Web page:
It is, however, noted that the nature and origin and basis of these associations seem to play no role in the prior discussions of social capital, for these associations are often mistaken as given and this in itself provides a fallacious and misinterpreted insight into the workings of social capital. The concept of trust is one that is acknowledged to rely heavily on existing norms that are in turn related to the cultural background of people, and it is this kind of morally contextualised norm that shapes individual institutions and relationships. When looking into such issues it is possible to conceive the individual not as given, but shaped by history, social structures as gender, ethnicity and class and in such a way this does away with methodological individualism and focuses on a concept of the institutions as formed and sustained by habit. It is, however, often unclear how these repertoires of behaviours come to be entrenched as the standard for adjudicating trust (Solow, 1999).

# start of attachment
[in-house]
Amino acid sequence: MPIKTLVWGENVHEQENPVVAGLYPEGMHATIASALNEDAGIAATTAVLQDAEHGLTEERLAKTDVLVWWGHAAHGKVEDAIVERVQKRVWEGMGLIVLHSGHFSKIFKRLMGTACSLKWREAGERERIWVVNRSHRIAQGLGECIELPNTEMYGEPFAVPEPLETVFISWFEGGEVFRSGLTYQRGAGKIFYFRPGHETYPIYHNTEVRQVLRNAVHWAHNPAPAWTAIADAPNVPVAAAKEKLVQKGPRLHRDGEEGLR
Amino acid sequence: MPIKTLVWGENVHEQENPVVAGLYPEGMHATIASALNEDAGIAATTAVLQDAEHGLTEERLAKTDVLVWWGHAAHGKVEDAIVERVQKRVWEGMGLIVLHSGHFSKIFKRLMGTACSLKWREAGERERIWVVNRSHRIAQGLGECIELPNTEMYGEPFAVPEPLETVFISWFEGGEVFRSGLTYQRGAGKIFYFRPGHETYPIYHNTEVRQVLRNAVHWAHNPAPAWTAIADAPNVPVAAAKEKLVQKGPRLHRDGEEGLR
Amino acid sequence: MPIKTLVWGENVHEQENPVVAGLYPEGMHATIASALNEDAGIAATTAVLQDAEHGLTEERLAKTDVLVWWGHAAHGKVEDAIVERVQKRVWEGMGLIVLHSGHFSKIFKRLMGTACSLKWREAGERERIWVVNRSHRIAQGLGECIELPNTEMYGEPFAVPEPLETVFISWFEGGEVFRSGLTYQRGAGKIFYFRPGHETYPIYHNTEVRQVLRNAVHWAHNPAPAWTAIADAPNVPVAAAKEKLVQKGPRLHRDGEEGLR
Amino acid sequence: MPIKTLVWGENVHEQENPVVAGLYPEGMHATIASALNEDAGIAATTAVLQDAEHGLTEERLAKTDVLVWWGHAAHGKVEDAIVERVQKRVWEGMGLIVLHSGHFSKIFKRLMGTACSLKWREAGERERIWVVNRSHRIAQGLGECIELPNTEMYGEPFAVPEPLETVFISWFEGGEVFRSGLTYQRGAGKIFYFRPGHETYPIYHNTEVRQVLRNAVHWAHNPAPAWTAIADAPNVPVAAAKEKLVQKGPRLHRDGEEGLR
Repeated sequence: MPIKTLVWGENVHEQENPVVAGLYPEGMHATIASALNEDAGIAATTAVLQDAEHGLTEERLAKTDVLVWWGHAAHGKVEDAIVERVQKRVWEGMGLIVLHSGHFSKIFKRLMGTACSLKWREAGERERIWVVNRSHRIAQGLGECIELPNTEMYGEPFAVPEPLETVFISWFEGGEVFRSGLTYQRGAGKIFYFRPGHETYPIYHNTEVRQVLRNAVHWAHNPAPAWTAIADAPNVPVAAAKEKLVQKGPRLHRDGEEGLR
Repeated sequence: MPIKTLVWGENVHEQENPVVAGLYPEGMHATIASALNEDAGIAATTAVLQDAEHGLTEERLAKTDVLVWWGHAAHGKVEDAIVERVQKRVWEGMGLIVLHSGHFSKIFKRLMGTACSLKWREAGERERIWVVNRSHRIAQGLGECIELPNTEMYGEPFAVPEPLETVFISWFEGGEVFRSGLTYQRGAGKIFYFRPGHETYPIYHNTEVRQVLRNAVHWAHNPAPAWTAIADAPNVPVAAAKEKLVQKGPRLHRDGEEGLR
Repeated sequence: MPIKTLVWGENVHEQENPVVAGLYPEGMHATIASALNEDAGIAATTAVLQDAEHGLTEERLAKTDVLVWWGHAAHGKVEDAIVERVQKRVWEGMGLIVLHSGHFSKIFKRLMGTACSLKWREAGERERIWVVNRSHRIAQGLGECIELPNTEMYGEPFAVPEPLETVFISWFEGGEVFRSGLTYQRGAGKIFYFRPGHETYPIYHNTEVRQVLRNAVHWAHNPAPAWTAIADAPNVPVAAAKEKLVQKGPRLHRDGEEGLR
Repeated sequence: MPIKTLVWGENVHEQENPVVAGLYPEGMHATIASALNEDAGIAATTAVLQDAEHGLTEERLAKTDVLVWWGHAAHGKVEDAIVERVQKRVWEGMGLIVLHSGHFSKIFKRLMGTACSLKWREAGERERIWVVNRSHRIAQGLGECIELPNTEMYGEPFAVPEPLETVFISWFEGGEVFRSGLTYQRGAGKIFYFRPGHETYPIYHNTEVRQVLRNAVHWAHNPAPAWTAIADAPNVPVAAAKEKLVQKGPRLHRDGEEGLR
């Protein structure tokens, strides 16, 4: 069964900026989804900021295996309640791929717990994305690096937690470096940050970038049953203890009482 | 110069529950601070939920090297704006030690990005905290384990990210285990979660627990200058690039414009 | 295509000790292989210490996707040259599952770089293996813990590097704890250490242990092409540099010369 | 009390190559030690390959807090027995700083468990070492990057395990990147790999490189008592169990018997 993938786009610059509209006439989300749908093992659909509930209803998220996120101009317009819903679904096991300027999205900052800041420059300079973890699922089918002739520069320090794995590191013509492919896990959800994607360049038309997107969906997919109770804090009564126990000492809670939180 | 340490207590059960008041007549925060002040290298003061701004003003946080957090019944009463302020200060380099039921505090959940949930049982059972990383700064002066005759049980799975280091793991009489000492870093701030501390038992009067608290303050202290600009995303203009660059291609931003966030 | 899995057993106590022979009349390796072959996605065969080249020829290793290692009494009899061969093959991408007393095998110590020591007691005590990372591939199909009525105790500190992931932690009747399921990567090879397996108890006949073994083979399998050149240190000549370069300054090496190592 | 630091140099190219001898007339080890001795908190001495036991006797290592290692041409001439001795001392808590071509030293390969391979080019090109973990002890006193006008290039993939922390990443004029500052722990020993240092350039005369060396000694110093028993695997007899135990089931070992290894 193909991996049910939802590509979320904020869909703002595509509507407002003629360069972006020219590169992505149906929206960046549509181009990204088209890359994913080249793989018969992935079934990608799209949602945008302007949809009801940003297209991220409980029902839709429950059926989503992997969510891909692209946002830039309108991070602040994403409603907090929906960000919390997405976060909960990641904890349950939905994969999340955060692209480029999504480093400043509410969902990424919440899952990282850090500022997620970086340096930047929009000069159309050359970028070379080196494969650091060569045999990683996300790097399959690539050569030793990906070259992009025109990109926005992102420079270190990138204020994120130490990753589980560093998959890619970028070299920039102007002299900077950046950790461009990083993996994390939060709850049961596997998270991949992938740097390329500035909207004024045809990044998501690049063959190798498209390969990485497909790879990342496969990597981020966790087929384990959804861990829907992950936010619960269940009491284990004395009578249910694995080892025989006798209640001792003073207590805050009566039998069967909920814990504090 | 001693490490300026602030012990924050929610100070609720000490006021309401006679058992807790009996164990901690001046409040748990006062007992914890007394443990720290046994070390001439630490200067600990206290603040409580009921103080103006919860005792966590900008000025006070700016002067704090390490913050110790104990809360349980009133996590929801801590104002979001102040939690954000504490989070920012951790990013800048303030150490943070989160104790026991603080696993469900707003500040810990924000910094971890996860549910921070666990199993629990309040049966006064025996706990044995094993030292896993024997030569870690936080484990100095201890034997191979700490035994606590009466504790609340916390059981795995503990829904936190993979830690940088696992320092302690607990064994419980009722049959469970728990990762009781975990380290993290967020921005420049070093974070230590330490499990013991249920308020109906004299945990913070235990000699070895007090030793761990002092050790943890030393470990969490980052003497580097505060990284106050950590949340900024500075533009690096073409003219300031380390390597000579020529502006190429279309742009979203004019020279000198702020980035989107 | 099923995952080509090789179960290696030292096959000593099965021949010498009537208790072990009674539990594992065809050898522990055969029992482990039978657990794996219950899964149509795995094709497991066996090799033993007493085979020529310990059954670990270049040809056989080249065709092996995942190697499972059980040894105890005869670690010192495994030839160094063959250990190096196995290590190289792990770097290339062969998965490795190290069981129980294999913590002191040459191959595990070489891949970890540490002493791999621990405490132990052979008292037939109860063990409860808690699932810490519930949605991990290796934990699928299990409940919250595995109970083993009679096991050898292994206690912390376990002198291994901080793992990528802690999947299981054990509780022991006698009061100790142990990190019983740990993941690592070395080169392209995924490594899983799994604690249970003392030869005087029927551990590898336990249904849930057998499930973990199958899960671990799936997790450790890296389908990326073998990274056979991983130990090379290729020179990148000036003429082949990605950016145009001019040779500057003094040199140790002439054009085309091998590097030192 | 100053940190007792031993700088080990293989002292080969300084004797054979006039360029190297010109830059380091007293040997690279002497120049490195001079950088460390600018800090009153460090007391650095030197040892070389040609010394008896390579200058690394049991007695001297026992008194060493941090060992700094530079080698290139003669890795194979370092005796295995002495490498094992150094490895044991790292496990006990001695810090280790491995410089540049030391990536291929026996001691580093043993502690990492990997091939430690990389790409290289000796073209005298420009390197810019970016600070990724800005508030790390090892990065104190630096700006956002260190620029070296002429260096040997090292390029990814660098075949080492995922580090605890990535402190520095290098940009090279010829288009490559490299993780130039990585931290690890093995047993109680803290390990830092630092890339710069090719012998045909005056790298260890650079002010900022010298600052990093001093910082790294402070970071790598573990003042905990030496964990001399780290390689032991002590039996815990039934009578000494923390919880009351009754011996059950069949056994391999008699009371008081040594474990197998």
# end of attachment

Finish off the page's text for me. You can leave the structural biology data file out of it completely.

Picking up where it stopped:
The question of social norms is another issue that arises in relation to trust as members of highly connected or sense communities are more likely to trust. Such common values and norms are often based on kinship, religion, ethnic status or family background and it is within these kinds of primary social systems that individuals seem to be more capable of trusting themselves, because it is within such structures that the actions of norms and networks are embedded (Granovetter, 1985). According to Lyon (2000), norms can be seen as part of social structure or a habit that shapes actions and allows agents within a framework to do away with risk. This implies that norms cannot be self-willed, but rather are historically rooted cultural endowments. However, despite these assumptions of the embeddedness of networks and trust as working so social capital in norms, there is little empirical evidence to account for how and why social capital and trust are created and how these enable complex exchange. Remedies in respect to tracing the importance of networks or associations and their relevance to trust have been suggested. Arrow (1999) suggests that, rather than alienating these networks as is so often done in many discussions, it might be best to begin to think about how existing social relations manifested in a pre-existing network give birth to the essence of a social network, for such networks he suggests are built for purposes other than the economic. Such a setting provides a way of understanding how these trust-based mechanisms are incorporated, for these social networks are capable of affecting trust through the social interactions that necessitate trust relationships, which can have negative and positive consequences resulting from the related workings of the environment in which people make their choices and the willingness to permit the decisions of others to influence welfare. In order to expand this moral norm of trust there is a need to demonstrate the importance of the cultural context and at the same time identify those factors and conceptual frameworks that transcend culture (Lyon & Porter, 2007). One argument that has been proposed as means to understand these intricacies is the introduction of ethnic economies, and I will briefly pay attention to a critique of this below.